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Super Bowl viewership transcends platforms and devices

3 minute read | February 2023

Make no mistake about it, the Super Bowl is the biggest TV event of the year—by a massive margin. Last year’s game attracted more than 101 million viewers, cementing viewership of 100 million-plus for 11 of the past 12 years. For context, the most watched new primetime program in the fall 2022 TV season attracted a viewership of 5.8 million1.

The widespread appeal of the NFL content, coupled with the growing variety of ways in which audiences engage with it, illuminates the shift to streaming that is starting to take place in sports programming—a shift that we’ve tracked across other program genres in the nearly two years since we launched The Gauge. In December 2022, for example, streaming had grown to  account for more than 38% of total TV usage.

Sports programming remains a fixture within the broadcast television world, yet rights deals are increasingly moving lucrative programming—including the NFL’s Thursday Night Football and all matches in the the upcoming MLS season—to streaming services. But on Super Bowl Sunday, the TV industry’s biggest day of the year, audience access isn’t limited to a single platform or technology. In fact, the magnitude of the event dictates that it’s available to audiences regardless of how they typically watch TV. Outside of the Super Bowl, however, we can see the tides are shifting, as audiences are steadily switching to smart TVs and internet-connected devices for regular season games. This will likely accelerate next season when the NFL Sunday Ticket hits YouTube TV.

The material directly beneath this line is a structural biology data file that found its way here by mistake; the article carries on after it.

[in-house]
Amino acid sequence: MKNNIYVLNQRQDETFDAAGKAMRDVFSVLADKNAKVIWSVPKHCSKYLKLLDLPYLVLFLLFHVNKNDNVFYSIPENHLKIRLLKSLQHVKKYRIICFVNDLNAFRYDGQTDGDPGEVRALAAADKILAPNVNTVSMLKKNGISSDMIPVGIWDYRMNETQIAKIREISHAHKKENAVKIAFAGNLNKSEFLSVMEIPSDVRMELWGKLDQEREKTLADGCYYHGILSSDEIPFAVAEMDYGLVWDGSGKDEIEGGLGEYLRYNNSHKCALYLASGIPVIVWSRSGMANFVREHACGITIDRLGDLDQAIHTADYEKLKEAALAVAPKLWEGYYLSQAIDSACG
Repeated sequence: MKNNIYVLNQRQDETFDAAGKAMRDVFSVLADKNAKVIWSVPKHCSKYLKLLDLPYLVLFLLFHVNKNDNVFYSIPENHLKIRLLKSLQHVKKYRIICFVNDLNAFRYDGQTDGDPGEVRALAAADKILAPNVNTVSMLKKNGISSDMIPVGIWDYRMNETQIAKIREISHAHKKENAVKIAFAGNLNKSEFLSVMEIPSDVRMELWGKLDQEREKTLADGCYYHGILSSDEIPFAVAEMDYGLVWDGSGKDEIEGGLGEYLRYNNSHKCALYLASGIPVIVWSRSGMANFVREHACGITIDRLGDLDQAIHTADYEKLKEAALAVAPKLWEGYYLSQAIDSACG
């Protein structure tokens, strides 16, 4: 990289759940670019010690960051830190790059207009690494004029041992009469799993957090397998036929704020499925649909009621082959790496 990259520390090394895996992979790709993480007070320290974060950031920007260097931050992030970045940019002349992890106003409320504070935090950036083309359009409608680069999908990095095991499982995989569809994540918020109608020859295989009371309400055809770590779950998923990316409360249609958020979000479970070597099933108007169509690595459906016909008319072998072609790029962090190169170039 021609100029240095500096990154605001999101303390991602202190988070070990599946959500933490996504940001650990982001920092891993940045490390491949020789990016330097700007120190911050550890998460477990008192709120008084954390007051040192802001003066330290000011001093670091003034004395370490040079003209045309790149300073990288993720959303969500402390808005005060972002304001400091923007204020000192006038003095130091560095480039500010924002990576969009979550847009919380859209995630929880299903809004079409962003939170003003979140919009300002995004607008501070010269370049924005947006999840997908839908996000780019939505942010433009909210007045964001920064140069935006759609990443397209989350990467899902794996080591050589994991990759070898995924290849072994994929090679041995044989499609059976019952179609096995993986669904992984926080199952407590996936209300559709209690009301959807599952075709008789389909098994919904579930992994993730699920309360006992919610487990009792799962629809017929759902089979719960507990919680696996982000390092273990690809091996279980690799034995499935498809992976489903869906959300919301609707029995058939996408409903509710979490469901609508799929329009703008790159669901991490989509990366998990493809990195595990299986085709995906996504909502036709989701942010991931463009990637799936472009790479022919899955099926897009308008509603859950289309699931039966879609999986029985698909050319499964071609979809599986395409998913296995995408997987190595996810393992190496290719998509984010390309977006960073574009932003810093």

Despite the overall appeal of NFL content, the hometowns of this year’s Super Bowl contenders have significantly different levels of interest in the league. In the 2022-23 season, Kansas City was one of the most engaged markets for the NFL, posting an average rating of 42.12, edged out just slightly by Buffalo, with an average rating of 45.9. Comparatively, the average rating in Philadelphia was 25.3, placing the City of Brotherly Love at No. 9 among the league’s 32 teams. 

The viewership in these two league stronghold cities tracks with the interest levels of the people who live there. According to Nielsen Scarborough, just over 44%3 of Philadelphia’s residents say they are either very or somewhat interested in the NFL, with 51% saying that they watch, stream and listen to Eagles games. And when it comes to the Super Bowl, only 5.3% say they stream it.

A bit west, just less than 70% of Kansas City’s residents say they are either very or somewhat interested in the NFL, with more than 72% saying that they watch, stream and listen to Chiefs games. And when it comes to the Super Bowl, 8.5% say they stream it.

Viewing behaviors and levels of fandom aside, NFL content, particularly the Super Bowl is among the top-performing programming on TV. And as sports begin to transition to new platforms and services, the audience numbers—across devices and platforms—serve as evidence the viewership will follow.

Notes

  1. Live + same-day viewership; Nielsen national TV panel data via NPOWER
  2. Nielsen national TV panel data via NPOWER
  3. Nielsen Scarborough, 2022 release 2

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